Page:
Charles Cabinet Co. designs, builds, and installs all types of custom cabinets and countertops for residential and commercial projects. The company was established in 1954 in Roseville, MN by Don Charles. In 1974, Don hired Jim Schreier as an apprentice cabinetmaker. In 1976, Don retired and sold the business to Jim's father, Mathew Schreier, who had been a cabinetmaker for 20 years. Matt and Jim worked together until January of 1991. At that time, Mathew retired and Jim bought the business. Jim’s expertise is in the design, sale, and installation of the cabinets – his wife, Deb Schreier, is responsible for the office duties and accounting functions.
Jim and Deb Schreier have been customers of North American Banking Company since we opened our doors in 1998. You have probably seen their work in person at one of our branch locations. Charles Cabinets designed and built our original teller line in Roseville, and since that time have been instrumental in the design of our offices in Minneapolis, Hastings, Woodbury and Shoreview.
In 2000, North American Banking Company provided financing allowing Charles Cabinets to double its shop space, purchase new equipment, and construct a 2,000 square foot showroom.
In 2016, North American Banking Company helped finance the sale of Charles Cabinets to Pat Heavirland, a shop foreman at Charles Cabinets with over 20 years of prior business ownership experience. To ensure a smooth transition for Charles Cabinets, Jim and Deb continue to work with the company in a consulting role.
We spoke with Deb and Pat about the business, transitioning ownership, and plans for the future.
You’ve been a customer since the beginning of North American Banking Company in 1998.
We were actually with Mike (Bilski, CEO of North American Banking Company) when he worked at MidAmerica Bank.
What types of loans have you taken out with the bank in the past?
Vehicle loans, equipment loans and obviously when we tore the building down and did the new building, they facilitated the SBA loan for us as well, so it was a combination of SBA and the bank’s loan but they managed it all for us. Anytime we have a purchase, we call. And they run equity lines for me. Usually we know what we need, we call ahead, and we go in and sign papers [laughs].
It sounds like response time is a big deal for your industry. Have you experienced a similar response time at other banks?
I’ve never actually banked anywhere else! [laughs] You hear these horror stories from other people. We have a lot of friends that run their own businesses where they’ll call a bank and not hear for days and days and they don’t have their answers and they are so frustrated. Even for the personal stuff, I can call and talk to Amanda, Debbie, or Sandy and get my answers instead of sitting here waiting for an answer. I wouldn’t be somewhere for this long if that wasn’t the case. That’s why we stay, because we get such great service.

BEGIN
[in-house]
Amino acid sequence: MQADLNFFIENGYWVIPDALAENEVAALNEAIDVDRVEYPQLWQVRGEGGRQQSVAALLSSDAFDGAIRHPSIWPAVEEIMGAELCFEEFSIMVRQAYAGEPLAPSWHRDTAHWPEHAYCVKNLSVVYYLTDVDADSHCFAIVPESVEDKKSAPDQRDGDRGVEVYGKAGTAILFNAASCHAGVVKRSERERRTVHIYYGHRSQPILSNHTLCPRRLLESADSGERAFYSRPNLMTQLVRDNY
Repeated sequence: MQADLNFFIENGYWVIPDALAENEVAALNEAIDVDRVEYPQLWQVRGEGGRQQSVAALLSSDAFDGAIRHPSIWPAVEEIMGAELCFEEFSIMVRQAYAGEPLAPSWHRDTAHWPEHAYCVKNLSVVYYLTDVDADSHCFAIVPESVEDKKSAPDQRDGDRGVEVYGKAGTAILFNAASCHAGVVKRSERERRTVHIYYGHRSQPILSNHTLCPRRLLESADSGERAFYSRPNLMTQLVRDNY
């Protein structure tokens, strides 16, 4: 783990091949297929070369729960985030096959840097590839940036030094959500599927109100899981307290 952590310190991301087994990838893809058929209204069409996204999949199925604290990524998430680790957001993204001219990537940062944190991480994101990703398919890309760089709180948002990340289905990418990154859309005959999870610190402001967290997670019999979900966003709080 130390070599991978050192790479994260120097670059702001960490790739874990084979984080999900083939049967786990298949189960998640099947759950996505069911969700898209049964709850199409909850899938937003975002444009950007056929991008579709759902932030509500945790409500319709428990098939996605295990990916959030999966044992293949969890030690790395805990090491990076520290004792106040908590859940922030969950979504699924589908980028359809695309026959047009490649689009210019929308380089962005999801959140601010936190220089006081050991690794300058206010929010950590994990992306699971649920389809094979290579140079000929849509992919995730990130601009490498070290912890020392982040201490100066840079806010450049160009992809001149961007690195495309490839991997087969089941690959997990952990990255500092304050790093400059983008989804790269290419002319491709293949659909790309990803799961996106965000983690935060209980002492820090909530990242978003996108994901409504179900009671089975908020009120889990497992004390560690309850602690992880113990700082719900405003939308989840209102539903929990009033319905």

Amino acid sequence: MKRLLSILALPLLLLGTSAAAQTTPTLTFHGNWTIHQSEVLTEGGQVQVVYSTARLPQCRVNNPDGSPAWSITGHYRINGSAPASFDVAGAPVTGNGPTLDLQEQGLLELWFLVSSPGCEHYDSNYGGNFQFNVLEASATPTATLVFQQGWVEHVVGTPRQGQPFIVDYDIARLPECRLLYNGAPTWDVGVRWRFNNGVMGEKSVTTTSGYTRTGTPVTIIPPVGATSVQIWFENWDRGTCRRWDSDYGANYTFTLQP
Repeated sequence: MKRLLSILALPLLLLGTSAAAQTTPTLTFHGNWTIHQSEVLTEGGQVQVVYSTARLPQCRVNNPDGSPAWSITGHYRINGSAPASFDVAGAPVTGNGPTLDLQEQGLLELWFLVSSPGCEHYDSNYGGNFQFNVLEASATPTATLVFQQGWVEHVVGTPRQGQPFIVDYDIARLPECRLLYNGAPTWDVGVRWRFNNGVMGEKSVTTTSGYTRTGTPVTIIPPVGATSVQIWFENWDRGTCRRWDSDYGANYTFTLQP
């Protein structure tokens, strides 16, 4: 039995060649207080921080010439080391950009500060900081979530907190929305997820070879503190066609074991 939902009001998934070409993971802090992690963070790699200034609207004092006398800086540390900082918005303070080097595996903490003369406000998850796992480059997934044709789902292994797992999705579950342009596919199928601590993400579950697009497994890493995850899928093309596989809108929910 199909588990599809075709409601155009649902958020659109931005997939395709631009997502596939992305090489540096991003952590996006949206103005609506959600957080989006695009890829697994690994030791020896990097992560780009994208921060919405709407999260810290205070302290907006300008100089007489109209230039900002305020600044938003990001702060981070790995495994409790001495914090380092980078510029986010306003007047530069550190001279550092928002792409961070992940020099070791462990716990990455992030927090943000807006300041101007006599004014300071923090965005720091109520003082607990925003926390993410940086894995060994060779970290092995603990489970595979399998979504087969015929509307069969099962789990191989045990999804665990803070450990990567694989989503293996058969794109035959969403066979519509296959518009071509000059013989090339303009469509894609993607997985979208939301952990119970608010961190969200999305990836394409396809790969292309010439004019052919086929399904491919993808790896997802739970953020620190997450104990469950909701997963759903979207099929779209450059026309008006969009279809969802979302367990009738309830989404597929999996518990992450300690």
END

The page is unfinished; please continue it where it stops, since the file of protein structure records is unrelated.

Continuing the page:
I like the idea that they are in the community and are active in the community. I feel like they have something vested in us, taking our building down and building this one, getting the SBA to work with us, because they are in the same community as we are. I think that makes a difference.
If you were to give advice to someone who is seeking financing for their business, what would it be?
I would definitely tell people if all you get is “Push 1 for this and 2 for that”… I wouldn’t do it. It’s just too big of a waste of time when you get stuck in those loops and you can’t get your answers. It can literally stop you dead and you’re going to sit there until you get the answer. And if you push the wrong button and you’re in that loop for an hour, you’re just going to end up frustrated. So I would tell them to go to a place that is small enough to know their business. I give Mike (Ostergren, AVP/Business Banking) all of my financials every year so whenever I call and need something, my file is up to date. So it makes it easy for him and he’s not waiting for me to do my job.
I would always say go to a community bank that understands what you do and have them in. Come and see your business and see what it entails. I think it is really important that they understand how your business operates and that you have your finger on the pulse.
You recently sold the business to Pat Heavirland. What does that transition look like from your perspective?
My role is pretty much going to be the same, just a big step back so I can get new people trained and make sure it is going smoothly. Pat worked here for a long time but he never worked in the office, so that’s kind of a whole different animal for him to get up to speed on. Jim and I are both on board for five years in the transition.
How did you approach the idea of purchasing Charles Cabinets?
I was a residential building contractor, that did all my own architectural drafting and design for 20+ years. And throughout those years as a contractor, I got to know Jim and Deb. So when Jim and Deb started to think about retiring they approached me and asked me if I was interested in buying their business. So I came to work for them as shop foreman and lead installer for a few years until we could work out the details of buying the business.
What is your vision for Charles Cabinets?
My vision for Charles Cabinets isn't much different than Jim and Deb's was when they bought the company. Their goal was to take it to the next level. And that's my goal now, to take it to the next level.
Below: See our KARE commercial featuring Charles Cabinets!